HIS-224: England 1399-1689
Final exam study questions
December 13, 2006
The exam will be administered from Noon to 2:00 PM on Sunday, December 17 (meet at my office) and from 3:30 to 5:30 on Tuesday, December 19 (in the regular classroom). The questions below might appear in slightly altered form on the actual exam. I will not change the substance, but I may shorten the questions and focus them a bit more to make them easier to complete in the time allowed.
Section I: Two of the following will appear on the exam and you will answer one of them. This essay will be worth 40% of the exam grade.
1. Between 1600 and 1689, what were the effects of social and economic change on the Great Chain of Being (GCB)? What impact did the political and religious experiences of the 1650s in particular have on the GCB? In 1689, was the GCB still a functional metaphor for English society, or had it become an outmoded model which people used more out of nostalgia and familiarity than because it was realistic?
2. Compare and contrast family life, work, and popular culture in the village of North Moreton (Anne Gunter's home) with that in the town of Dorchester. How would the economic opportunities, education and literacy, poverty, and family situations of a person of your own age and sex be similar and different in these two locations in the 17th century?
3. Who were the winners and losers in the social and economic changes of the 17th century? In particular, how did the nature and experience of poverty change, and who was most likely to join the ranks of the 'new' poor? How did the changes affect women and young people?
Section II: Three of the following will appear on the exam and you will answer one of them. This essay will be worth 40% of the exam grade.
1. Charles I, Cromwell, & James II were all accused by their opponents of being tyrants. What did it mean to be a 'tyrant' in the 17th century? What had these three men done to be so accused? Assess these accusations on the basis of the historical evidence of their intentions and deeds.
2. Compare the falls of Charles I and James II. Are these comparable events, or are the causes quite different? To what extent was royal personality and temperament a factor in their political failures? What other factors are at work in their respective failures? Was the fall of James II the result of a failure to learn the lessons of his father's (mis)rule, or were those lessons not relevant?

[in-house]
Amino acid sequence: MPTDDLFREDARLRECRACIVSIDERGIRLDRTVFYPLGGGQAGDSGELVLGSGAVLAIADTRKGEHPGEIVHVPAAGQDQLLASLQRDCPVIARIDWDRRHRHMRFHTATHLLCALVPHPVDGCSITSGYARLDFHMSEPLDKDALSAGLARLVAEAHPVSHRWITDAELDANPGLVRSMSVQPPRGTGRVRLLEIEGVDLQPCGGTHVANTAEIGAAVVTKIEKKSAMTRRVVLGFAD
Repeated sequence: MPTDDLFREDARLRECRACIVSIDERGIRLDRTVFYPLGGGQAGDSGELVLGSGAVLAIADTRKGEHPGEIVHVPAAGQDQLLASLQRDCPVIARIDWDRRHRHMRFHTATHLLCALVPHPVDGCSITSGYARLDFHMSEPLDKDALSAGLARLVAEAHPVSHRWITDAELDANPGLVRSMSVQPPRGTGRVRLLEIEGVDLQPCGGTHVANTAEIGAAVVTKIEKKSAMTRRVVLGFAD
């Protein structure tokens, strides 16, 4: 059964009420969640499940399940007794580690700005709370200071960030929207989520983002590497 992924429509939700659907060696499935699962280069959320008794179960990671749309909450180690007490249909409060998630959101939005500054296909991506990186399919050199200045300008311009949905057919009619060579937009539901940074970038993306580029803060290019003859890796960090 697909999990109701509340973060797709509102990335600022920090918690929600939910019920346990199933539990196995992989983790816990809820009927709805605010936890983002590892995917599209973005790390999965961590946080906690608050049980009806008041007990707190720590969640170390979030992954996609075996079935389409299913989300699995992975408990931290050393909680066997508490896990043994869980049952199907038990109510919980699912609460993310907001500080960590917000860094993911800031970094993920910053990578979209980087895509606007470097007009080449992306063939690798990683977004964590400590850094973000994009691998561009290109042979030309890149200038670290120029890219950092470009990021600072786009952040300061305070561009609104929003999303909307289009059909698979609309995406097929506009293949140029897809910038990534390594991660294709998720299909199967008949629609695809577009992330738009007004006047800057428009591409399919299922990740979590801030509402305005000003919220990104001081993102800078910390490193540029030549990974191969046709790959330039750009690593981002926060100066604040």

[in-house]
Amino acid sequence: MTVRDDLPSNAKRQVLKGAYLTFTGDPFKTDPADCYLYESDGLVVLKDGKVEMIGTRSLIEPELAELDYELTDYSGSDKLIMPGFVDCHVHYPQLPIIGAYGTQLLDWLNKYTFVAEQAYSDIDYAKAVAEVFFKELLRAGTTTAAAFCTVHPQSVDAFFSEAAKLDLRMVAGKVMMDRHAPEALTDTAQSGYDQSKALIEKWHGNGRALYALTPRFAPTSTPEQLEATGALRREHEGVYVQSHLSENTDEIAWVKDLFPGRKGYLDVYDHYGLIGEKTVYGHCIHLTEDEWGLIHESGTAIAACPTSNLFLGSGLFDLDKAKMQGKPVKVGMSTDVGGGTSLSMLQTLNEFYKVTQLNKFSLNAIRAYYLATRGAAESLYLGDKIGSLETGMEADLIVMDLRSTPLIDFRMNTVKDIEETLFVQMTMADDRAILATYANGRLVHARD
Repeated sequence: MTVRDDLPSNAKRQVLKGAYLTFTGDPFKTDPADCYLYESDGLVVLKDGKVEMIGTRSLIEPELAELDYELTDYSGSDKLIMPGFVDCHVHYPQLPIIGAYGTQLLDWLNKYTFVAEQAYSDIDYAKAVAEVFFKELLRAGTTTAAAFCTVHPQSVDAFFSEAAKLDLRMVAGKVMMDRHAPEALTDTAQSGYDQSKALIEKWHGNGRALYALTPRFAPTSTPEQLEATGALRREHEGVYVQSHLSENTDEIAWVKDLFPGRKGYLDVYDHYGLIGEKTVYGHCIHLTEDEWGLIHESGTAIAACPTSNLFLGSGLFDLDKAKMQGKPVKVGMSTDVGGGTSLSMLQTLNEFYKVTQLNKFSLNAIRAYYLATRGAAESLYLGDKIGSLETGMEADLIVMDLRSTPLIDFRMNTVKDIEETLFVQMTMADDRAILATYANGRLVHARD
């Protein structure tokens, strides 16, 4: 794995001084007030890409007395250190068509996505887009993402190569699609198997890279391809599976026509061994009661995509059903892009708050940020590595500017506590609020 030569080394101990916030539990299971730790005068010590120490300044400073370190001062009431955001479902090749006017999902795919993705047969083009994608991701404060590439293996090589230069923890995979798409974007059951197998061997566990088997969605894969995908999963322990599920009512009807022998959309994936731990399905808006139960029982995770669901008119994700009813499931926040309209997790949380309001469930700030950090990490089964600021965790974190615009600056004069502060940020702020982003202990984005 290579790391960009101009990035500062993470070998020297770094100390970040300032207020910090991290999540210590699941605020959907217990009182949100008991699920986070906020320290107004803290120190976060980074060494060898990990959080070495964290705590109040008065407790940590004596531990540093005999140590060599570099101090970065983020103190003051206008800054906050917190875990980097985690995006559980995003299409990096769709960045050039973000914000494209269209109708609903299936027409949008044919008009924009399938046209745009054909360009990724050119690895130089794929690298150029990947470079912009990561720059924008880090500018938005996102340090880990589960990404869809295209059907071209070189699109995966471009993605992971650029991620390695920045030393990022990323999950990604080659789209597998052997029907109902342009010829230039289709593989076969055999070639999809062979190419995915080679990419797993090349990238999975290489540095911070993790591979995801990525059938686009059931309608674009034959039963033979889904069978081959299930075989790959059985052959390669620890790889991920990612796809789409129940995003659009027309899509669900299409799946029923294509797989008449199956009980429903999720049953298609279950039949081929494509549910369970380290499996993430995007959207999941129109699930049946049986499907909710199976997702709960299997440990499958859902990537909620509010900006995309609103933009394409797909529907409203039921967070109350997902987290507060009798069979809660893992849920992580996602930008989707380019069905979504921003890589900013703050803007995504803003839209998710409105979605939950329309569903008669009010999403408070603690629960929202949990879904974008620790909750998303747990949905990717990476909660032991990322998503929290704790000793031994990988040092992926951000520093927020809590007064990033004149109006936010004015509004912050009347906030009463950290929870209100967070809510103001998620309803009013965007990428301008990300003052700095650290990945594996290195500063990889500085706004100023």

3. The two labels applied to the major political developments of the later Stuart period -- the Restoration and the Glorious Revolution -- are both problematic. What exactly was restored in the Restoration? To what extent was it also a time of new approaches to the problems that had plagued the early Stuart monarchy? How revolutionary was the Glorious Revolution? To what extent was it also a preservation or attempt to return to old ways through different means?
4. If Henry VIII were to be raised from the dead (not a pleasant idea, but stay with me!) in 1685 (before the death of Charles II), what would he observe about the state of English monarchy? To what extent would he approve of the job done by James I, Charles I, and Charles II? Which of those would be his favorite successor? To what extent might he be concerned about the erosion of royal power? What would he make of the role of parliament in later Stuart England?
5. What role did religion come to play in English politics, both at the national and local level, during the 17th century? To what extent is it an explanation of the Civil War of the 1640s and of the Glorious Revolution? In particular, what role did anti-Catholicism (or anti-popery) play?
Section III: You will be presented with a primary source from the period 1603-1689 that you have not seen before and asked to analyze it. This does not mean summarizing the source. It does mean that you will apply your knowledge of the period and your critical faculties to figure out what the source is about, what its biases are, what it can and can't tell us about the period, etc. This analysis will be worth 20% of the exam grade.